Entertainment & Arts

Griffin Poetry Prize won by Palestinian Ghassan Zaqtan

(l-r) Scott Griffin, Fady Joudah and Ghassan Zaqtan
Image caption Zaqtan (r) is the author of ten collections of poetry

Palestinian poet Ghassan Zaqtan has won the International Griffin Poetry Prize for Like A Straw Bird It Follows Me, receiving C$65,000 (£41,000).

Described by judges as poetry which "reminds us why we live and how, in the midst of war, despair, global changes", the poems are translated from the Arabic by Fady Joudah.

The annual award recognises new poetry translated into, or written in, English.

What's the Score? by David W McFadden wins the Canadian prize.

The Griffin Poetry Prize is Canada's most generous poetry award. It was founded in 2000 by businessman and philanthropist Scott Griffin. The awards go to one Canadian writer and one international poet who writes in the English language.

The winners were announced at an award ceremony in Toronto, attended by some 400 guests including trustees Margaret Atwood and Michael Ondaatje.

Earlier this year, a panel of three international judges whittled down a longlist of 509 books of poetry, received from 40 countries, to a shortlist of seven volumes.

On Wednesday, the seven poets read excerpts from their books for 1,000 people gathered in Toronto's Koerner Hall. Each shortlisted poet was presented with a leather-bound edition of their book and C$10,000 (£6,300) for their participation.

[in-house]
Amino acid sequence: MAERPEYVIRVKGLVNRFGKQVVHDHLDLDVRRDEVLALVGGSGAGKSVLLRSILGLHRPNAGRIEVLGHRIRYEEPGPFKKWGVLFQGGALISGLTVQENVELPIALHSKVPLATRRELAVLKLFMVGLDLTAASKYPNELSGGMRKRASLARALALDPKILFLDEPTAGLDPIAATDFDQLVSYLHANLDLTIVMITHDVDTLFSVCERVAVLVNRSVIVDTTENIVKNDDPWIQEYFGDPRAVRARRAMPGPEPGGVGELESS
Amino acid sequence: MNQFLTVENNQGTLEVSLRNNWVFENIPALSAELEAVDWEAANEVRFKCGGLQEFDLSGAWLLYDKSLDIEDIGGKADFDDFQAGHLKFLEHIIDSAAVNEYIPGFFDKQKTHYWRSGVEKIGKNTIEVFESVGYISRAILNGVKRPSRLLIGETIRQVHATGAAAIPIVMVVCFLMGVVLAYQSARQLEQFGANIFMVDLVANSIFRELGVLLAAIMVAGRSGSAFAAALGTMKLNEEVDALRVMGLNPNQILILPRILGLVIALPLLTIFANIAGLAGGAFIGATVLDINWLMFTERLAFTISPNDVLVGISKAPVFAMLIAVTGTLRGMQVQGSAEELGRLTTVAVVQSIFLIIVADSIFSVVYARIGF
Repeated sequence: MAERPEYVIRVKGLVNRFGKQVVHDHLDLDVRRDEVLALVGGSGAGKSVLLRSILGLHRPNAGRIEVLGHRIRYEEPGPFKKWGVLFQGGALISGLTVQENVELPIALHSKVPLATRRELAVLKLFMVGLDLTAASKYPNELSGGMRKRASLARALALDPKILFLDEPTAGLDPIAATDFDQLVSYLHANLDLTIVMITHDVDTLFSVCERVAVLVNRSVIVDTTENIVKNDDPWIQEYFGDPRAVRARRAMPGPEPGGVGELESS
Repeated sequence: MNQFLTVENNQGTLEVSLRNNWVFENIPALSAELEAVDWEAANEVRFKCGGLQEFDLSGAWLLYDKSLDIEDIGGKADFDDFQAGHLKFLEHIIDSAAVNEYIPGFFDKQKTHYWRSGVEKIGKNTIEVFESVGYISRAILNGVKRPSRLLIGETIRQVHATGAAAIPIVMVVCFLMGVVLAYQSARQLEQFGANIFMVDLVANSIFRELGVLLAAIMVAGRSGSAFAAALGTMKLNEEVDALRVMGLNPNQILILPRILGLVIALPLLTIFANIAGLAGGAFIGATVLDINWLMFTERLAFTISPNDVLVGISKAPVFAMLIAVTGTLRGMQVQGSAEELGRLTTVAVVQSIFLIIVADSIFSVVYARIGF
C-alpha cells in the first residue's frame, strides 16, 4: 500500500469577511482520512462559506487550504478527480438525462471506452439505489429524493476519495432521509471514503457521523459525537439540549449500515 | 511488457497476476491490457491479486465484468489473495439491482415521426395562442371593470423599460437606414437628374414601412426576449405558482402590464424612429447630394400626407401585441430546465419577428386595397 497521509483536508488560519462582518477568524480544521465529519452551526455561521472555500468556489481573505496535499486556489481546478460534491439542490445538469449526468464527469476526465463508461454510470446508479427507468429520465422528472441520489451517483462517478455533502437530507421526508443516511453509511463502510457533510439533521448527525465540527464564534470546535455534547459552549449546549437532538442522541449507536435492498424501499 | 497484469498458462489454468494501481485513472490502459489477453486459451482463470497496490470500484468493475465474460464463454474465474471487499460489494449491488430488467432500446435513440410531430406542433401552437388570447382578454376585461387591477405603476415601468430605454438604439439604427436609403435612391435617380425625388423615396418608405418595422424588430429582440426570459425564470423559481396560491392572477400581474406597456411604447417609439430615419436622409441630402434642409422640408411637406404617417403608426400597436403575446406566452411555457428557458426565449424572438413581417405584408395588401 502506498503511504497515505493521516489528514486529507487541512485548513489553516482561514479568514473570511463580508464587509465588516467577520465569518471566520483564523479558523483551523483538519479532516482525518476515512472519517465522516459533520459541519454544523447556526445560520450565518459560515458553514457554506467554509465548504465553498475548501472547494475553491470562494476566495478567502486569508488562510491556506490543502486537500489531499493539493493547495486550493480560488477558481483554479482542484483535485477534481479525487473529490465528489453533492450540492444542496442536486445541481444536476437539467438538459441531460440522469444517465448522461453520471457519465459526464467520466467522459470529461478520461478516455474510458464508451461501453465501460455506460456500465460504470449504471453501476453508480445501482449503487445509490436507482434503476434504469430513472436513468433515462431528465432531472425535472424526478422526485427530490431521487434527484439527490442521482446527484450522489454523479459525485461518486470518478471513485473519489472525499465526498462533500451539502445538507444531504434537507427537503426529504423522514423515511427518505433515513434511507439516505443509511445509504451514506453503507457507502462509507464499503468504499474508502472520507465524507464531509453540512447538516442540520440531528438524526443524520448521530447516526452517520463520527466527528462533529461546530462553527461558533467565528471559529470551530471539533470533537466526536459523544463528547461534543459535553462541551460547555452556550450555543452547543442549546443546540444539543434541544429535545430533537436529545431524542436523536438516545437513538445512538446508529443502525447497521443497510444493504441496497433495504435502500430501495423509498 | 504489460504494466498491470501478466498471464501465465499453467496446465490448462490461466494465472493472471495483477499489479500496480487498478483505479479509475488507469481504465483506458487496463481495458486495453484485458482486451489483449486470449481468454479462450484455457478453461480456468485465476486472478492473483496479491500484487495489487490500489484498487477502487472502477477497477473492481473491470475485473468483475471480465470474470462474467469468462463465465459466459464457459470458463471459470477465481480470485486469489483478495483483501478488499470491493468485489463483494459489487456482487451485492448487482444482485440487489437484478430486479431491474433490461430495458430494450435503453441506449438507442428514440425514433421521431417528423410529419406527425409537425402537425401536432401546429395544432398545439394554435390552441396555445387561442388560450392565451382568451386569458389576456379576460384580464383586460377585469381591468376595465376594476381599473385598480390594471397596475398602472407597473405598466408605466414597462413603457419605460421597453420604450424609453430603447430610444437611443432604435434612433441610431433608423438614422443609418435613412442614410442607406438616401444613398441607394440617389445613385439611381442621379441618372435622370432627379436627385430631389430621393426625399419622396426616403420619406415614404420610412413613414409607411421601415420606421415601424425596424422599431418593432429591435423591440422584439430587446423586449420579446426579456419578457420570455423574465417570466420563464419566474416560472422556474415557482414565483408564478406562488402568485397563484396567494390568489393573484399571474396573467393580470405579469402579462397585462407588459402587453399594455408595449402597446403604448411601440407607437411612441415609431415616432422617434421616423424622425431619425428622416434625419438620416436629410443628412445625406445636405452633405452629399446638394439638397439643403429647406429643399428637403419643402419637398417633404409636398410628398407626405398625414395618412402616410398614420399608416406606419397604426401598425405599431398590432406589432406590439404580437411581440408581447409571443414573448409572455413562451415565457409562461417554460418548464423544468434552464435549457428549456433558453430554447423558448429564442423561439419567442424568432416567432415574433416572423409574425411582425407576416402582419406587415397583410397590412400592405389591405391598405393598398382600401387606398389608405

Image caption McFadden (r), 72, was previously shortlisted for the prize in 2008

Last month, Zaqtan, who is also founding director of the House of Poetry in Ramallah, was initially denied a visa to travel to Canada to attend the awards ceremony on the grounds that the reason for his visit was "unconvincing".

However, his translator, Houston-based doctor Joudah, took to Facebook to mobilise support for the poet. Novelist Atwood also took to Twitter, and within 72 hours the visa was granted.

"I think the visa thing is recognisably an unfortunate twist of events," said Joudah, on Thursday, speaking in the Toronto Star. "But it was solved and I think one's thoughts turn most importantly to the celebration of beauty and poetry."

The prize, he added "puts Palestinian poetry in a light that it should have been under and in for quite some time". "It's about time and I am happy for that."

Local man McFadden, whose volume of 99 "irreverent" poems was praised by judges for its "arch yet affable tone", cited his daughter, Jennifer, as the inspiration for his collection.

"I feel sorry for all the great poets that haven't had this experience," he added.

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